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VIDEO: University of Mississippi Marks Topping Out of New Science, Technology Building

Tue July 05, 2022 - Southeast Edition
University of Mississippi News



Workers secure the last steel beam, covered with signatures by UM students, faculty, staff and alumni, as part of a topping out ceremony for the Jim and Thomas Duff Center for Science and Technology Innovation. (Thomas Graning/Ole Miss Digital Imaging Services photo) Chancellor Glenn Boyce (C) and other university officials gather with construction workers to celebrate the topping out of the Jim and Thomas (Thomas Graning/Ole Miss Digital Imaging Services photo)

Officials from the University of Mississippi, along with their guests, celebrated a milestone in the construction of the highly anticipated Jim and Thomas Duff Center for Science and Technology Innovation facility during a topping-out ceremony June 23 on the Oxford campus.

Touting the economic and academic implications of the 202,000-sq.-ft. science, technology, engineering and mathematics (STEM) building, Chancellor Glenn Boyce was among some 100 attendees who watched as a construction crane hoisted a structural beam to the top of the building, signifying that it has reached its maximum height.

The $175 million facility is on pace to open in fall 2024, the university's campus news service reported.

"At the University of Mississippi, we're committed to advancing teaching and research along with the service and innovation we bring to the state and world," Boyce told the gathering.

"The Jim and Thomas Duff Center for Science and Technology Innovation is a vital part of that commitment. We are excited to reach this significant milestone and look forward to its completion when it will be a crown jewel of our university as one of the nation's leading student-centered learning environments for STEM education."

Chet Nadolski, chief operating officer at Yates Construction in Jackson, joined Boyce and other UM administrators, faculty, staff and students in putting their signatures on the beam before it was lifted into place, hewing to a construction tradition also meant to express appreciation to the building contractor and crew.

"On behalf of Yates Construction, I wish to thank the University of Mississippi, the Duffs and all those responsible for creating this opportunity," the contractor said. "I also wish to thank the trade partners and suppliers building this project. Yates is focused on maintaining a safe working environment while partnering with the university to ensure delivery of a world-class, state-of-the-art facility."

Workers secure the last steel beam, covered with signatures by UM students, faculty, staff and alumni, as part of a topping out ceremony for the Jim and Thomas Duff Center for Science and Technology Innovation. (Thomas Graning/Ole Miss Digital Imaging Services photo)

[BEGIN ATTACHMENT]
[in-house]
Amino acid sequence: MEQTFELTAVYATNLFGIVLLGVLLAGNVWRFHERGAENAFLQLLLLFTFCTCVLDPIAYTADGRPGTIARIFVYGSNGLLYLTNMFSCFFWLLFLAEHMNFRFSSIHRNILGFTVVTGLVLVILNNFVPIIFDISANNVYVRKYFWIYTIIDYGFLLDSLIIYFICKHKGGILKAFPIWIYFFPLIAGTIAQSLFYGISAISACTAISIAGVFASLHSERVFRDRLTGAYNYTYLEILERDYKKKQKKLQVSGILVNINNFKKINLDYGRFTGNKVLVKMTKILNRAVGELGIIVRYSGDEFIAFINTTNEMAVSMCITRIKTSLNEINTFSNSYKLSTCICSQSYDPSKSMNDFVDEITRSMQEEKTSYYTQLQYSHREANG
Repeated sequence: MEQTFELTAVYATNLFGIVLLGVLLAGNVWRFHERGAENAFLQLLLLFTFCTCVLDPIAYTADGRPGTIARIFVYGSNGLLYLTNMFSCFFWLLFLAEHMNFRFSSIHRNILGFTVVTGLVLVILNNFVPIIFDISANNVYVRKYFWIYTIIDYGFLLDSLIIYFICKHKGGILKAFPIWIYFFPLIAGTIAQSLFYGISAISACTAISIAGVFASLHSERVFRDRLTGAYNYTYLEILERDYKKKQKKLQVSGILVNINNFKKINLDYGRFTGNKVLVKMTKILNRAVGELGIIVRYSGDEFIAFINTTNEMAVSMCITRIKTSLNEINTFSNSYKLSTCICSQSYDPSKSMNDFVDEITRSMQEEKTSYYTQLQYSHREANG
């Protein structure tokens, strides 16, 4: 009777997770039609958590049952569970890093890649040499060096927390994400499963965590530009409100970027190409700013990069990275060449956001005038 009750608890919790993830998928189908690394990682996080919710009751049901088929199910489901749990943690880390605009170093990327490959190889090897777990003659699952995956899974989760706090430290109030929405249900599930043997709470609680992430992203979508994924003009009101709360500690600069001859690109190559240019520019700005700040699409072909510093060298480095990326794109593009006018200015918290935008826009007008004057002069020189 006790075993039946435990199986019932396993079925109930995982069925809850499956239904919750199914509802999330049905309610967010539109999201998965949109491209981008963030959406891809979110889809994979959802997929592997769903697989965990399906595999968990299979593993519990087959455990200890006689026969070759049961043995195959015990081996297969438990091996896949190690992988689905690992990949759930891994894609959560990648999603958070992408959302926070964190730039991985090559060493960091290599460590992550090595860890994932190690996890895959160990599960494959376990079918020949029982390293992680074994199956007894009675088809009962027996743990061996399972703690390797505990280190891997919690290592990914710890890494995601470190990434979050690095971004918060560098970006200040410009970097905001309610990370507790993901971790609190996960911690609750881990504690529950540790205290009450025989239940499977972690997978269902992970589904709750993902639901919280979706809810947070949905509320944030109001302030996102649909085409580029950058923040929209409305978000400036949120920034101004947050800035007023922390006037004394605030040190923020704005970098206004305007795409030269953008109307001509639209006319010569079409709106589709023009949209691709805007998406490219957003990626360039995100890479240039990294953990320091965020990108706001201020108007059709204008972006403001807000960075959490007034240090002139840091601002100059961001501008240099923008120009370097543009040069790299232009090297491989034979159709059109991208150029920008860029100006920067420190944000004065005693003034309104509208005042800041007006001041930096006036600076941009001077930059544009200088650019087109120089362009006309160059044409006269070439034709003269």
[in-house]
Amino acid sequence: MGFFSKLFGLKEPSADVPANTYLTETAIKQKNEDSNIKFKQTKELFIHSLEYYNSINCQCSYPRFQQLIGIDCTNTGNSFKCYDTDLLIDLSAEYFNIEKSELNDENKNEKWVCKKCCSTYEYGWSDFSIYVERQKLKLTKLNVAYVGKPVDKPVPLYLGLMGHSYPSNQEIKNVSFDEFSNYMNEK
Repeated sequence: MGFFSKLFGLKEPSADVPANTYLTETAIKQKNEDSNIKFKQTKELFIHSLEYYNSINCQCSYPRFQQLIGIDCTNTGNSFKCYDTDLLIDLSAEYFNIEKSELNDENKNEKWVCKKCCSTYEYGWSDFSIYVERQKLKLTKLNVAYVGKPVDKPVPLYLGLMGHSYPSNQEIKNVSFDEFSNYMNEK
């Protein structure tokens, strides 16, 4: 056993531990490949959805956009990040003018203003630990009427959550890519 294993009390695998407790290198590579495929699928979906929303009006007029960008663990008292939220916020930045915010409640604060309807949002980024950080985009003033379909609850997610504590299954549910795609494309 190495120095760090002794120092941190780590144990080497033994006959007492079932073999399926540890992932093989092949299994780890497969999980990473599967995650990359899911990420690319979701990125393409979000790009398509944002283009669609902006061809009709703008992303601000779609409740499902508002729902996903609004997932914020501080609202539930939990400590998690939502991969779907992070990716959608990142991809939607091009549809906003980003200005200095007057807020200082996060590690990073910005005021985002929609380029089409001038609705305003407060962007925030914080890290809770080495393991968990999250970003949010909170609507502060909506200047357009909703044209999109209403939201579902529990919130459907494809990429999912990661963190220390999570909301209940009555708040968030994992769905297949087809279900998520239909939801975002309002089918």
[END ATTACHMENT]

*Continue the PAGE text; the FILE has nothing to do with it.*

Facility to House Latest in Learning Space Design

With a focus on increasing job opportunities and boosting the economy, the Duff brothers are Hattiesburg leaders who themselves have committed $26 million to the construction of the UM facility. Its total project cost includes roughly $135 million in construction expenses.

Charlotte Parks, UM's vice chancellor for development, said the university is "very excited to see the Duff Center for Science and Technology Innovation take form."

"Jim and Tommy Duff and the Gertrude C. Ford Foundation's wonderful generosity make this incredible center possible," she explained. "There are still naming opportunities inside the building as we build out state-of-the art labs. Our goal is to provide significant innovations in teaching through new technology, scientific instrumentation and materials."

The STEM center will house lecture halls as well as chemistry, biology, physics, engineering and computer science labs. Lower student-instructor ratios will be put in place, and various disciplines will be spread throughout the building to promote interdisciplinary teaching and learning.

Other highlights of the new facility include technology-enabled active learning for students to enjoy, and a 3D visualization lab, like a small IMAX theater, the university's news service noted. In addition, engineering students will have access to dedicated lab spaces, including fabrication and testing equipment, for their senior design projects.

Several communal areas also will give students space to study individually and in small groups, and a STEM tutoring center will provide added support.

Chancellor Glenn Boyce (C) and other university officials gather with construction workers to celebrate the topping out of the Jim and Thomas (Thomas Graning/Ole Miss Digital Imaging Services photo)




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